Hospital Cash Plan Myths Busted!

  • Hospital cash plans, also referred to as health cash plans have recently increased in popularity amongst South Africans as an option for supplementary hospital cover for expenses that may not fall under the medical classification.
  • However, most consumers are not yet reaping the full benefits of this cover. This is all because of a number of misconceptions about the plans on offer.
  • These cash plans were designed to help consumers cover expenses for their day-to-day living that incur during a hospital stay. At least, that is how they should work when implemented properly.

Some consumers may misuse the benefits of these plans based on information they have heard from family and friends and not based on the information contained in the policy itself. Licenced insurers follow a set of guiding principles that are generally quite similar, but the cover that they offer is not necessarily the same too.

Consumers are encouraged to consult individual policy documents to be certain of what cover with which they are provided, or alternatively speak with their insurer.

Let’s demystify some common myths regarding these health cash plans:

Myth #1: A health cash plan is an affordable medical aid policy

A medical aid policy and a health cash plan are not the same, and a cash plan is not a suitable substitute for medical aid.

The cover that each of these plans offer is not the same. A medical aid plan covers medical expenses, while the cash plan covers other, non-medical living costs that result as a result of your hospitalisation.

Myth #2: Only hospital expenses can be covered by the funds received

The cash payout received from the cash plan can be used however the consumer sees fit. It can be used for non-medical expenses such as child-minders, house-sitters or pet-sitters.

Alternatively, the cash can be used to supplement income or replace income that may have been lost during the time of hospitalisation. You can even use the funds for out-out-hospital medical expenses if you do not have full medical aid cover (i.e. a hospital-only plan).

Myth #3: The cash plan benefits are limited to only cash

Hospital cash plans may offer other benefits that are not only cash pay-outs. Some plans may offer consumers other free services such as telephonic access to 24/7 advice from a qualified nurse in the South African language of their choice.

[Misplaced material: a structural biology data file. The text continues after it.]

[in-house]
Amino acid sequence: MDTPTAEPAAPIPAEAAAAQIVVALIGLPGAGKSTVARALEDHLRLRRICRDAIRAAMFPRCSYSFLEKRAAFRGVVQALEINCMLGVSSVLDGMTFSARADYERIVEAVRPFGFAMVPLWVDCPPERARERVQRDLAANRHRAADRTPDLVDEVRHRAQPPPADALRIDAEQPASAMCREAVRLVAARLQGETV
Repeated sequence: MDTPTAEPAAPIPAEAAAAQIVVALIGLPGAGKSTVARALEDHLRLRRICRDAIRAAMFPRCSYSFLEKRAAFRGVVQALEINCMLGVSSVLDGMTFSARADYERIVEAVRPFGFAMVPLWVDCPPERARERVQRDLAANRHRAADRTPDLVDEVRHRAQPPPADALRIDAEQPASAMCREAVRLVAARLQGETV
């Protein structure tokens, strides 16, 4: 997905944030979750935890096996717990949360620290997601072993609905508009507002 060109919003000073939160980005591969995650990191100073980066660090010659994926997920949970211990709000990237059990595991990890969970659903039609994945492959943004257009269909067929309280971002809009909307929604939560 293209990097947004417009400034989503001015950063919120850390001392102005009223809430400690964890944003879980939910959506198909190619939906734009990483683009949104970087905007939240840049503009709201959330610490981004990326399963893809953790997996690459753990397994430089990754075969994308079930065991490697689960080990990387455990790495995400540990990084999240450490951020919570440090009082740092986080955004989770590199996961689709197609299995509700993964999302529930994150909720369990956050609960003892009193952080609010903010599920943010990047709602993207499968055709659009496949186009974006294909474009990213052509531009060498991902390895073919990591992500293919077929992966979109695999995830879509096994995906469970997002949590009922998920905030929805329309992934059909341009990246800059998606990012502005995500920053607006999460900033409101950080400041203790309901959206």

This offers customers the benefit of peace of mind, should they have any medical queries following their hospital stay.

Myth #4: Your pay-out will be dependent on the total expenses you incur in hospital

Only consumers who are eligible for such benefit will be guaranteed a payout based on the time spent in the hospital. This pay-out is in no way linked to the expenses charged by the hospital.

Myth #5: You are required to get a medical check-up to take out cover

You are not required to have a medical assessment done when you apply to take out cover for a hospital cash plan. You do however, have to disclose any pre-existing medical conditions to the insurer when you apply. These include cancer, diabetes, heart conditions, and the like.

Once your application is successful, your insurer will advise you on how your circumstances will affect the cover you receive from the policy and whether or not you will be issued with a waiting period before the cover is active.

If you are still uncertain about any aspect of the cover, you will receive or how to make the most of the cover you get from a hospital cash plan, speak to your insurer or industry expert.

When it comes to applying for a hospital cash plan, you need to take into account your lifestyle and what type of cover is best for you. In South Africa, given the current statistics of road accidents that lead to hospitalisation, having a hospital cash plan and medical aid cover is always a good idea.

There are a wide variety of plans to choose from to suit your precise needs. Most of the well-known service providers in the country offer these hospital cash plans, so you may not even need to find a new provider.